Well, it was published in 2001 and it alluded to porn. At the time VHS porn was pretty popular so we shaped the book like a VHS tape: different parts are labeled “fast forward,” “rewind,” “play,” “stop,” and “eject.” It’s basically about a bankruptcy lawyer who becomes obsessed with a porn actress and engineers this kind of meeting with her and basically winds up living with her. I guess the moral there is ‘be careful what you wish for.’ I mean there are some really responsible porn actresses, but she’s not one.
When did you start down the path toward being a writer?
It’s interesting. In retrospect, it was kinda like being gay and not admitting it. ‘Cause I kept writing and I kept thinking, “I know that being a writer means poverty, and hard work and it’s thankless and it’s isolating and I don’t want to do this” but I kept getting kind of pulled into it. I actually wanted to kind of make money and have a nice, decadent life and then a one point I just realised that, I’m a goddamn writer, I just better embrace it, stop fighting it. I advise anybody out there that it has its benefits but it is kind of hellish.
Hear that. Let’s talk a bit about The Fuck-Up, your first and best selling novel. What was the genesis of that story?
It was in the 80s and my girlfriend and I actually had a fifty dollar bet as to who would write a novel first. And she wrote actually a pretty good book and I wrote basically what was the first draft of The Fuck-Up. I was about 26 and I had no intention of trying to get it published. But that was the spark that started the book. And a lot of it was autobiographical.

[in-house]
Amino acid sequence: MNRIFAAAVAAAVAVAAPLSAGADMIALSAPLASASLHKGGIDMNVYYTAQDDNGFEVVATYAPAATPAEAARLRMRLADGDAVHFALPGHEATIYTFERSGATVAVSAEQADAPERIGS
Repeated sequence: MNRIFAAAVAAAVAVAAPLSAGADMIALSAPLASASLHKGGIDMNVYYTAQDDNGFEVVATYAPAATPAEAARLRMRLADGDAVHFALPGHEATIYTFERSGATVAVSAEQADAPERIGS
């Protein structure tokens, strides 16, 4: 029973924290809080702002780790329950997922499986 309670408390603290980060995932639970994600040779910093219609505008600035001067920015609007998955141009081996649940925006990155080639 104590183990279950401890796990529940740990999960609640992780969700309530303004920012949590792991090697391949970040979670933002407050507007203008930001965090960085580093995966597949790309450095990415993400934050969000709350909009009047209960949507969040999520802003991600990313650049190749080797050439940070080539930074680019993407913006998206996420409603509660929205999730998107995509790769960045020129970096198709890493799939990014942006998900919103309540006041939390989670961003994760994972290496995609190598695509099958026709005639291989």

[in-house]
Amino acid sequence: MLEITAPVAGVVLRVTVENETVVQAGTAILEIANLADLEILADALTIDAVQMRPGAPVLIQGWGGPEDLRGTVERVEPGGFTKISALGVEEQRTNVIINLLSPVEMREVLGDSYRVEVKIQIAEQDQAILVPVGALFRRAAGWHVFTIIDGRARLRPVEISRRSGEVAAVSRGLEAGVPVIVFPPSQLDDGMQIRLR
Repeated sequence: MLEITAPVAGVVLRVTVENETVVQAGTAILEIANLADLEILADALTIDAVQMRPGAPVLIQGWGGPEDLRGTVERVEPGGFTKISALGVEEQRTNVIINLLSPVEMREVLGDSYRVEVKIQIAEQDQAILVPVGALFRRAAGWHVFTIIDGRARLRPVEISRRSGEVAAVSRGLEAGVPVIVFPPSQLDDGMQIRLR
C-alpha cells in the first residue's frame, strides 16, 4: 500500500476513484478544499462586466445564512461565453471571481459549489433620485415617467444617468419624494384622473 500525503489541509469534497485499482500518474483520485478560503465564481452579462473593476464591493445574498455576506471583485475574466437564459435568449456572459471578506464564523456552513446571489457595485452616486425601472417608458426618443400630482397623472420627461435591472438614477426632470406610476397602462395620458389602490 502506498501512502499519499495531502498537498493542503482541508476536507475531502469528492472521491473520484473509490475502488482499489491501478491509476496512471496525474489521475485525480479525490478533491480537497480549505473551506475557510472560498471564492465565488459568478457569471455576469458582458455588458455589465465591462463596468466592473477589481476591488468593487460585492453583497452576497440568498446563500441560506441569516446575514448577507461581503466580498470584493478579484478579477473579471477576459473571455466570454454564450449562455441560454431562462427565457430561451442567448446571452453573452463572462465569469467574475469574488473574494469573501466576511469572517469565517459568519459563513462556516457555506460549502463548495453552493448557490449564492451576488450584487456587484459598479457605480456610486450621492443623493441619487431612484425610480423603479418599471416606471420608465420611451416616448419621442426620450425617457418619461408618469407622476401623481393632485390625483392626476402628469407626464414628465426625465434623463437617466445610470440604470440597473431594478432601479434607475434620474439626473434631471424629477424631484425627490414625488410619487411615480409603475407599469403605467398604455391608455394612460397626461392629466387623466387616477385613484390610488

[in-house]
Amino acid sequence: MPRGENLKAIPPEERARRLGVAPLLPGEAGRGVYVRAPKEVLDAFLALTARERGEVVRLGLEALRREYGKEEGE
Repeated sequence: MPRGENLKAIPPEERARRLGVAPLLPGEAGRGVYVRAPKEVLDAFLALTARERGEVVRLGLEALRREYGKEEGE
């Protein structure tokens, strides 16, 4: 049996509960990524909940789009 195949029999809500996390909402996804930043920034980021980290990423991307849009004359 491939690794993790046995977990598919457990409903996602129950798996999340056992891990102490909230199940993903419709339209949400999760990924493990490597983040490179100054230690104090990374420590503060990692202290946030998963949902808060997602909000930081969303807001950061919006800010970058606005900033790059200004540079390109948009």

This is an annoying question, but how do you balance fiction and autobiography in your works?
Well, take it as you need it. I’ve never been a memoirist even though I’d like someday to go back and talk about all the awful things that were done to me. But I managed the movie theatre that was in (The Fuck-Up) and there are things that shouldn’t have happened that did happen, that were kind of loosely described in there. Relationship, blunders that kind of happened. I used and shaped them, because it’s what you know. I probably could have called this a memoir. I remember there was a whole flurry of very successful memoirs in the, in the 2000s. The point is at least 60% of The Fuck-Up actually happened. Maybe even 70%, which for me constitutes for a memoir. It would have sold a lot better if I sold as a memoir. So instead of a hundred and twenty thousand, I could have probably hit a million copies and I wouldn’t be in this dump.
What happened with you and your lady friend at the time?
I offered to dedicate this book to my girlfriend back then. But she said she didn’t want to have a book dedicated to her that had “fuck” in the title. So ‘fuck you’… I hope she doesn’t see this. True story.
Can you talk a little bit about your writing process?
I do some writing in the morning, then I come out here and bother my friends and then I go back to my lonely life and do some writing at night. Depending on how late it is, I might do a third installment of writing. A lot of writers are very structured in that, they will get up at six and write till noon. I remember reading all these biographies of writers of when I was growing up and how everyone had their schedule. I’m a little more organic, I don’t really have that fixed thing. But I write every day.
Is writing something you actually enjoy doing?
As I get older, it becomes less of a joy and more of a chore. But if you try to have some kind of single purpose or focus or a build up to something, it makes everything a little bit more justifiable at the end of the day. That, I guess, is the function of art. But it could be just as easily doing an informative blog that tells people the truth about things or whatever. You have to try to find some kind of higher purpose to justify the boredom and the pain.
How long did The Fuck Up take from that first draft to its final, manifestation. How long did that take?